>To XML?  To published Recs?  Killing backward compatibility of documents?
>I hope not.


No, to software.

>> We are talking about a move to the way Microsoft customers have been
>> using relative URIs in other contexts for years. This would IMHO go under
>> the heading of bug fix rather than new feature.
>
>What is it that is said to have the bug?

That relative URIs were not dereferenced before comparison in NS 1.0. This
has been fixed in NS 1.1 and software is being distributed to fix this.
This will only affect those who have been using strings which are
syuntactically
relative URIs but which have been treated as being absolute.

>> Your current software is quite inconsistent in that it uses them as
relative
>> URIs at one moment and strings the next.
>
>Microsoft's current software is not the Moral Issue.  Real World documents
are.
>The costs and consequences of keeping, or not keeping, one's solemn
promises
>(issued in the form of a Recommendation) are.


Currenltly there are certainly documents which use relative URIs with the
expectations
of relative URIs. Yes, there may be also some which use them with the
expectations that they
are strings.  If you are right about this then there will be no way to go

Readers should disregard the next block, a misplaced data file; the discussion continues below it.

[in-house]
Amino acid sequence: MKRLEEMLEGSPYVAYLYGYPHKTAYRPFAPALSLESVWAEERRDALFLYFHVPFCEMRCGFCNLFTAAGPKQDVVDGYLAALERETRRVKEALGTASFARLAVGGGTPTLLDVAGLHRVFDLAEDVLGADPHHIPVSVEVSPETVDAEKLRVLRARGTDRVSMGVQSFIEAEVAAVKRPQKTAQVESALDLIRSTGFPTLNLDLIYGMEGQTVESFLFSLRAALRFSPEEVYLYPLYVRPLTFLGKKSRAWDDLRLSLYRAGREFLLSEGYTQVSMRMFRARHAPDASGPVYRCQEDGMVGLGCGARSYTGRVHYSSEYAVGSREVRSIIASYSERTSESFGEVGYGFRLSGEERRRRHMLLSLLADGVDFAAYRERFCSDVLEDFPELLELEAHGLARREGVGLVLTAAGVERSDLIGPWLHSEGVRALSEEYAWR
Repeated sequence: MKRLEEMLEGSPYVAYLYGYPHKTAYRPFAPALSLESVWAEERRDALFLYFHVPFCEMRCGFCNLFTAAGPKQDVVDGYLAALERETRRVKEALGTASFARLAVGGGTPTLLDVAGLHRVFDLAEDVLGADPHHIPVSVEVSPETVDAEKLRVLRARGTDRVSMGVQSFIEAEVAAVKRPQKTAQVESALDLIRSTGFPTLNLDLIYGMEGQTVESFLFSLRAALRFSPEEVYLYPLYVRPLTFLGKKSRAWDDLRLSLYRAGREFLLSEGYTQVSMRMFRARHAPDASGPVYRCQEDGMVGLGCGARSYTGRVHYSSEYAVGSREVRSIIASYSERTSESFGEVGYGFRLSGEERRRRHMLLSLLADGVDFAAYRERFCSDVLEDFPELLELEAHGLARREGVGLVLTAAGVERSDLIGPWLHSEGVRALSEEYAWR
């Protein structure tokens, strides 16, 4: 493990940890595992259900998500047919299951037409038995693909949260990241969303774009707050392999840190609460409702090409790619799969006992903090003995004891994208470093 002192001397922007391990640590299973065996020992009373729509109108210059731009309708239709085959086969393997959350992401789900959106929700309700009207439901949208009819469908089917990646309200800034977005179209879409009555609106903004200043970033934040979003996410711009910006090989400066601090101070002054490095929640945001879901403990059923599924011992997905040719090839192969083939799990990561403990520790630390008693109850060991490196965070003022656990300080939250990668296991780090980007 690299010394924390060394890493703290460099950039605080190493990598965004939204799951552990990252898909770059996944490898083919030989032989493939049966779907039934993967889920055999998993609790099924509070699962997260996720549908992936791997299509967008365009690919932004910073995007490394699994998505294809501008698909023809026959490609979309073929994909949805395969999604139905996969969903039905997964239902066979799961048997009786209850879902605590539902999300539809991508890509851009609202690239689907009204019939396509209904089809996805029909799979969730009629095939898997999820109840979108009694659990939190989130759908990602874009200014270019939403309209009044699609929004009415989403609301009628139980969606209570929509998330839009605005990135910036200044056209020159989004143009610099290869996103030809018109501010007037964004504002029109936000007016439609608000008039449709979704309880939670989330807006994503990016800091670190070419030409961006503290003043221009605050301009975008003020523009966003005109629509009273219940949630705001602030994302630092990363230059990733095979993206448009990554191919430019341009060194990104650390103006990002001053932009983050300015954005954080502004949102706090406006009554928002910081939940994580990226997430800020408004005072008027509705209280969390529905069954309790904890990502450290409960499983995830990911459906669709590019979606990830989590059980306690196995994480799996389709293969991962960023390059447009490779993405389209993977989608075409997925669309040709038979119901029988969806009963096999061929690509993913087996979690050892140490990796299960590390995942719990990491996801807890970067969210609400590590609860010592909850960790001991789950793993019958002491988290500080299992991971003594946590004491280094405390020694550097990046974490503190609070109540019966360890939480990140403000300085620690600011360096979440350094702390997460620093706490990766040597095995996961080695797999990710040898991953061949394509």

without pain.

Morally we have a duty to the future, as well as the past, to make a clean
powerful base for futire work.

>> >Note that a versioning of the XML Namespace spec may be acceptable if
done
>> >right. However, there are other issues associated with that.
>>
>> I think that whatever the outcome of these discussions, the namespaces
Rec.
>> will be reissued clarifying the decision. It will of course get a
different
>> version number.
>
>The *Rec* will get a different version number, fine.  How will we know
which
>*documents* conform to the old or the new Rec?  The only mechanism we have
>for discrimination is the XML version number, changing which breaks all
parsers and
>is only to be done with fear and trembling.  Are we ready for that?


This wouldn't help anyway, if as you suggest there are documents whose
athors thought that
they were NS 1.0 compliant but which used the two different interpretations.

>We could of course invent a new mechanism, like an XML-Namespace-Version
>declaration (attribute, PI, whatever).  Maybe it's time to think about
>that.  Every MIME-compatible email message, for example, has a
>"MIME-Version: 1.0" header, not because we ever expect to have a new
>version of MIME (it works well enough and has a huge installed base),
>but because when MIME was first issued, the "Content-Type" header already
>existed with incompatible semantics (see RFC 1049).  That use of
>"Content-Type" is long forgotten, but backward compatibility demanded
>that there was some way to distinguish RFC-1049-compliant messages from
>MIME ones.


If no one on this list can come up with an example where relative URIs have
to be
trated as strings or the document will break, then maybe it could be a small
problem.
But your are right. The pain might be inescapable.  I so wish I had jumped
into this
with both feet when the NS spec came out.

Tim
Received on Saturday, 20 May 2000 19:18:19 UTC